Product: Abacus Rieder 60-120B 'powered edition' power amp & Rieder 6-2RC preamp
Manufacturer: ABACUS Electronics - Germany
Cost: Power amp: 790 €, preamp: 660 € (YMMV)
Reviewer: Maarten van Casteren - TNT UK
Reviewed: November 2008
Abacus is a German hifi brand and quite unknown outside of their own country, even if they seem to have a bit of a reputation there. The website and manuals are all in German, with no translation available. Abacus make a range of active loudspeakers and a number of amplifiers. I'm currently interested in power amps, so I requested their top-of-the-range model, the 60-120B in the 'powered edition', which means that this version has a larger power supply than the standard 60-120B. The numbers 60 and 120 refer to the power rating of this amp in stereo and mono mode. I was only interested in the power amp, but Abacus' Karl-Heinz Sonder told me that the preamp and the power amp are designed to work together and send me a preamp too. ABACUS claim their preamps use 'line drive' technology, which makes them completely immune to the quality of the interconnect used between them. According to Karl-Heinz I could use 'barbed wire' and still get excellent results. An interesting experiment that I nevertheless didn't execute.
These amps are distinctly different to any other amps I’ve had in my system until now. To begin with, the build quality, although sturdy enough, reminds me of DIY projects and the whole case has a clear non-high-end feel about it. And the power amp actually has a volume control. This is realised differently than in most amps, as the attenuator is in the feedback loop of the input opamp, so not directly in the signal path. This is claimed to be superior. The power amp also uses its output transistors in a different way, with the collector as output. This enables the output stage to deliver current more easily according to Abacus, and makes this amp a bit like the Porsche 911, I suppose: German and 'the wrong way around'.
The preamp is a straightforward affair, the only luxury being a headphone output on the front. There are 6 inputs, with no phono stage on the review sample but an MM stage can be specified for only 69 euro. There's both a fixed and variable output. The display is nice and big and the remote control is excellent. Actually, the preamp was a pleasure to use and feels like a well sorted bit of kit.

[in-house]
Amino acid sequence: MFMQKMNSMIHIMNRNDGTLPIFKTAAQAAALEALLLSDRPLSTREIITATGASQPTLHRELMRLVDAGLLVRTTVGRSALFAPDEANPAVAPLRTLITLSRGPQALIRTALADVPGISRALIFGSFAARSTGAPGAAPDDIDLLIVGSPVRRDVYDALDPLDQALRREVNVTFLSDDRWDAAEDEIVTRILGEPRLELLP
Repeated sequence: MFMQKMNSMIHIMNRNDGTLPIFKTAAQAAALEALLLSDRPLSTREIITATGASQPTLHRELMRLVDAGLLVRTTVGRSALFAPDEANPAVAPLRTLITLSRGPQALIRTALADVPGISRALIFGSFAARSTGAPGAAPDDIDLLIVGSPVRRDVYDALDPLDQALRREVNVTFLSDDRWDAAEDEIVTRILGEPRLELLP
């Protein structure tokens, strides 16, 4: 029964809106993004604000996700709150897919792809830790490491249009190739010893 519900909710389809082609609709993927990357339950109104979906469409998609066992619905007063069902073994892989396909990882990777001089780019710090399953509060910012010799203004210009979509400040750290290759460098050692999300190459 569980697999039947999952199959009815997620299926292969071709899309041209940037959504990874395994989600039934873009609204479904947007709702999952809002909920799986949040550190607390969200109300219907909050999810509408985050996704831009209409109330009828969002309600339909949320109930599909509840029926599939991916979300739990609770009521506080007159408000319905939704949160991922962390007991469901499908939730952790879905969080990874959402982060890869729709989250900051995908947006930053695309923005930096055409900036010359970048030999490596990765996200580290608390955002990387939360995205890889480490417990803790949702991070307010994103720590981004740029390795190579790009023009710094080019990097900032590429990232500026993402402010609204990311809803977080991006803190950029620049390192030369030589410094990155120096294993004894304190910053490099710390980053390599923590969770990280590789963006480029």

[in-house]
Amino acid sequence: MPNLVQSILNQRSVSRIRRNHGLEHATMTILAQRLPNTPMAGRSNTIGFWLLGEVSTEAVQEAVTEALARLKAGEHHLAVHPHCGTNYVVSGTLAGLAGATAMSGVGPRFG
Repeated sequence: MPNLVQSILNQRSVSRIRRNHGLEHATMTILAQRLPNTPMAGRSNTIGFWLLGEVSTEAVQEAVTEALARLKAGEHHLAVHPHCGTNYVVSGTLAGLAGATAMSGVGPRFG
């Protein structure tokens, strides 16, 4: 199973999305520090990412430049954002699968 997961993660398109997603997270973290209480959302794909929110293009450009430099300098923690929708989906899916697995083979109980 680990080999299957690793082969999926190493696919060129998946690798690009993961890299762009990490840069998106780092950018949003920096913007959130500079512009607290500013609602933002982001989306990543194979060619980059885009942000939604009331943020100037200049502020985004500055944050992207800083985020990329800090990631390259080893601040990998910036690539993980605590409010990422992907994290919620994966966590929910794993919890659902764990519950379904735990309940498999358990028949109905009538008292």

I do have to say that I am a little bit puzzled by the volume control on the power amp. It makes perfect sense when you only have a single source, in which case the power amp turns into a perfect, minimalist and very affordable integrated. But most people have more than one source and will have to add the accompanying preamp, thereby almost doubling the cost of amplification. And no matter how good the preamp is, it will have difficulties competing with no preamp at all. Annoyingly, even with the preamp in use, the power amp's volume control is still active, leaving you with two volume controls. Why not just have two version of the 60-120B amp: one with volume control and a selector switch, and one that is just a pure power amp? The current solution seems a strange half way house to me.
Looking inside the power amp shows a neat and sensible setup, with a separate PCB for the power supply, identical power amp sections for each channel and a small PCB for the input section. Component quality is good enough, but certainly not highly audiophile and tweakers will be tempted to replace things like the MKS input capacitors, the opamps and perhaps the rectifier diodes. The case could also do with some damping, in a perfect world.
I started with just the power amp, being used as a single source integrated, without any preamp. I later tried it with both my Django transformer linestage as well as with the Abacus preamp, but the first impressions are for just the 60-120B powered edition, used on its own. In all cases the speakers were my Dynaudio Contour 1.8 mk2 and the source was my Astin Trew At3500 CD player, upgraded with the EAT ECC88 valve.
The manual states that the 60-120B will keep your speakers in an iron vice and produces a high-end sound. Both these statements are not really true: I have heard tighter bass in my system and the sound is not refined enough to be called high-end. But this doesn't matter one bit, as the 60-120B actually sounds quite good, certainly for the money. That bass might lack the last little bit of control, but it is precise enough and has a pleasant touch of warmth to it. And the mids and highs might be a little bit rough, but the whole sound has an exciting energetic and dynamic feel to it which brings out the music in an engaging way. It will also go plenty loud enough, even with my, slightly power hungry speakers.